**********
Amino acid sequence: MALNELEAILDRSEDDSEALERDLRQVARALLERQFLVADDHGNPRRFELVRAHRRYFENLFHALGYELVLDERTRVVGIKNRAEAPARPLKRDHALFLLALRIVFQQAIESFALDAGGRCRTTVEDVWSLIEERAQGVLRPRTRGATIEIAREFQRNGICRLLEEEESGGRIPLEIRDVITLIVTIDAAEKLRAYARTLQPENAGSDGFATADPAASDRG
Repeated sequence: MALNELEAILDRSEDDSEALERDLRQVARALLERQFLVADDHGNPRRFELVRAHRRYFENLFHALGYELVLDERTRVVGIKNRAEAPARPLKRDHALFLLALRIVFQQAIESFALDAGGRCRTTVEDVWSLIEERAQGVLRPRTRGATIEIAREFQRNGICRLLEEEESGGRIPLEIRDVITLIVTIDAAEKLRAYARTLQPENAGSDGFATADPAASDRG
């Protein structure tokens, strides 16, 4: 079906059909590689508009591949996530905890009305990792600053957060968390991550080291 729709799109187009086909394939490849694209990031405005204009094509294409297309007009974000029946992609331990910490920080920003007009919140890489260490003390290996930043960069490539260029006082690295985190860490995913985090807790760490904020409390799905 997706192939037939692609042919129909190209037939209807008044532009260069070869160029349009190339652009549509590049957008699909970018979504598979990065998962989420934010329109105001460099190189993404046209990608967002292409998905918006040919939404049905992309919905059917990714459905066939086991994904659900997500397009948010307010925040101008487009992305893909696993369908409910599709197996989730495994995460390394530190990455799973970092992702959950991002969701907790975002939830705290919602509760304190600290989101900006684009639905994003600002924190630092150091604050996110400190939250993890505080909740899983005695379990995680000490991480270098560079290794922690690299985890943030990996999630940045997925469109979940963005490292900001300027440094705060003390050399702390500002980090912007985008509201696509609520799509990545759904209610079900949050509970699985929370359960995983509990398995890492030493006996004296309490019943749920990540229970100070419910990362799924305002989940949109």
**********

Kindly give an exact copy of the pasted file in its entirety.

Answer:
Amino acid sequence: MALNELEAILDRSEDDSEALERDLRQVARALLERQFLVADDHGNPRRFELVRAHRRYFENLFHALGYELVLDERTRVVGIKNRAEAPARPLKRDHALFLLALRIVFQQAIESFALDAGGRCRTTVEDVWSLIEERAQGVLRPRTRGATIEIAREFQRNGICRLLEEEESGGRIPLEIRDVITLIVTIDAAEKLRAYARTLQPENAGSDGFATADPAASDRG
Repeated sequence: MALNELEAILDRSEDDSEALERDLRQVARALLERQFLVADDHGNPRRFELVRAHRRYFENLFHALGYELVLDERTRVVGIKNRAEAPARPLKRDHALFLLALRIVFQQAIESFALDAGGRCRTTVEDVWSLIEERAQGVLRPRTRGATIEIAREFQRNGICRLLEEEESGGRIPLEIRDVITLIVTIDAAEKLRAYARTLQPENAGSDGFATADPAASDRG
């Protein structure tokens, strides 16, 4: 079906059909590689508009591949996530905890009305990792600053957060968390991550080291 729709799109187009086909394939490849694209990031405005204009094509294409297309007009974000029946992609331990910490920080920003007009919140890489260490003390290996930043960069490539260029006082690295985190860490995913985090807790760490904020409390799905 997706192939037939692609042919129909190209037939209807008044532009260069070869160029349009190339652009549509590049957008699909970018979504598979990065998962989420934010329109105001460099190189993404046209990608967002292409998905918006040919939404049905992309919905059917990714459905066939086991994904659900997500397009948010307010925040101008487009992305893909696993369908409910599709197996989730495994995460390394530190990455799973970092992702959950991002969701907790975002939830705290919602509760304190600290989101900006684009639905994003600002924190630092150091604050996110400190939250993890505080909740899983005695379990995680000490991480270098560079290794922690690299985890943030990996999630940045997925469109979940963005490292900001300027440094705060003390050399702390500002980090912007985008509201696509609520799509990545759904209610079900949050509970699985929370359960995983509990398995890492030493006996004296309490019943749920990540229970100070419910990362799924305002989940949109």